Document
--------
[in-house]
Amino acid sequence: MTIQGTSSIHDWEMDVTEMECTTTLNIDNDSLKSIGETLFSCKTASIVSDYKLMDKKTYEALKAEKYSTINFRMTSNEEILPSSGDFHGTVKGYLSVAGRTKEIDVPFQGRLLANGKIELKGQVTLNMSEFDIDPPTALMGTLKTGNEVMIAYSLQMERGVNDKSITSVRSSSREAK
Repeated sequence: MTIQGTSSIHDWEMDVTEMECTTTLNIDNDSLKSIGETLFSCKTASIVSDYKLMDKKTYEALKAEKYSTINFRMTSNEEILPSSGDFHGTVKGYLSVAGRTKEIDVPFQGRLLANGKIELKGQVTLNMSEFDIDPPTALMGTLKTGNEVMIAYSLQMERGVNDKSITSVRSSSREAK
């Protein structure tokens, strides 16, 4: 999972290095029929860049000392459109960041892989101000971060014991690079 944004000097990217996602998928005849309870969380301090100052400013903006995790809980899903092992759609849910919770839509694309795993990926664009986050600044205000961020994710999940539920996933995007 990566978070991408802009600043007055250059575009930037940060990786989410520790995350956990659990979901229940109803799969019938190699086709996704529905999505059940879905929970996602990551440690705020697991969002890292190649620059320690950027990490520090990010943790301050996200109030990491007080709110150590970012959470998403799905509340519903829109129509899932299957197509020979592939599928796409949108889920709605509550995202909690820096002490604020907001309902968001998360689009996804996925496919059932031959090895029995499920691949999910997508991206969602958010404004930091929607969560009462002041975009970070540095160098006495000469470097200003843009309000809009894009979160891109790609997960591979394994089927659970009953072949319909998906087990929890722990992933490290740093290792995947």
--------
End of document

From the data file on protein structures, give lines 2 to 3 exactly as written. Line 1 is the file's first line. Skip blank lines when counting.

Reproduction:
Amino acid sequence: MTIQGTSSIHDWEMDVTEMECTTTLNIDNDSLKSIGETLFSCKTASIVSDYKLMDKKTYEALKAEKYSTINFRMTSNEEILPSSGDFHGTVKGYLSVAGRTKEIDVPFQGRLLANGKIELKGQVTLNMSEFDIDPPTALMGTLKTGNEVMIAYSLQMERGVNDKSITSVRSSSREAK
Repeated sequence: MTIQGTSSIHDWEMDVTEMECTTTLNIDNDSLKSIGETLFSCKTASIVSDYKLMDKKTYEALKAEKYSTINFRMTSNEEILPSSGDFHGTVKGYLSVAGRTKEIDVPFQGRLLANGKIELKGQVTLNMSEFDIDPPTALMGTLKTGNEVMIAYSLQMERGVNDKSITSVRSSSREAK